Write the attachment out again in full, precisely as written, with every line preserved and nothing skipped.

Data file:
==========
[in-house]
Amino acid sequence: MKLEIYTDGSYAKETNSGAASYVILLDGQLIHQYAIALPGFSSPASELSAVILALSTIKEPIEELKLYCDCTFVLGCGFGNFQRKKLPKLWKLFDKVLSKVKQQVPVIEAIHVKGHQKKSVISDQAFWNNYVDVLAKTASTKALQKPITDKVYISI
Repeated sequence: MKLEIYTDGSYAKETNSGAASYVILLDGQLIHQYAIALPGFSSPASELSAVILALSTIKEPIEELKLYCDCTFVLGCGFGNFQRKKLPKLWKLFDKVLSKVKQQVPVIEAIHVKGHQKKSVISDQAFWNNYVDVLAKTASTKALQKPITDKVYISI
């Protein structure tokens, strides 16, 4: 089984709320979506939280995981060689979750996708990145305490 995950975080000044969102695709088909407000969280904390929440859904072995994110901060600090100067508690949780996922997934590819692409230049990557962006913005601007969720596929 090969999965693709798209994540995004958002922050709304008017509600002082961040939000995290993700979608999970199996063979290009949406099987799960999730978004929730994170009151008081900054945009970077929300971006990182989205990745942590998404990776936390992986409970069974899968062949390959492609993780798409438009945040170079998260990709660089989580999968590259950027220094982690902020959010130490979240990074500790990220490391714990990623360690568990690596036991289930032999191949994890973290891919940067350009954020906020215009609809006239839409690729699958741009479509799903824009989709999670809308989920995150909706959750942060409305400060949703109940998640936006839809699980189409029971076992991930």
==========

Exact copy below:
[in-house]
Amino acid sequence: MKLEIYTDGSYAKETNSGAASYVILLDGQLIHQYAIALPGFSSPASELSAVILALSTIKEPIEELKLYCDCTFVLGCGFGNFQRKKLPKLWKLFDKVLSKVKQQVPVIEAIHVKGHQKKSVISDQAFWNNYVDVLAKTASTKALQKPITDKVYISI
Repeated sequence: MKLEIYTDGSYAKETNSGAASYVILLDGQLIHQYAIALPGFSSPASELSAVILALSTIKEPIEELKLYCDCTFVLGCGFGNFQRKKLPKLWKLFDKVLSKVKQQVPVIEAIHVKGHQKKSVISDQAFWNNYVDVLAKTASTKALQKPITDKVYISI
């Protein structure tokens, strides 16, 4: 089984709320979506939280995981060689979750996708990145305490 995950975080000044969102695709088909407000969280904390929440859904072995994110901060600090100067508690949780996922997934590819692409230049990557962006913005601007969720596929 090969999965693709798209994540995004958002922050709304008017509600002082961040939000995290993700979608999970199996063979290009949406099987799960999730978004929730994170009151008081900054945009970077929300971006990182989205990745942590998404990776936390992986409970069974899968062949390959492609993780798409438009945040170079998260990709660089989580999968590259950027220094982690902020959010130490979240990074500790990220490391714990990623360690568990690596036991289930032999191949994890973290891919940067350009954020906020215009609809006239839409690729699958741009479509799903824009989709999670809308989920995150909706959750942060409305400060949703109940998640936006839809699980189409029971076992991930």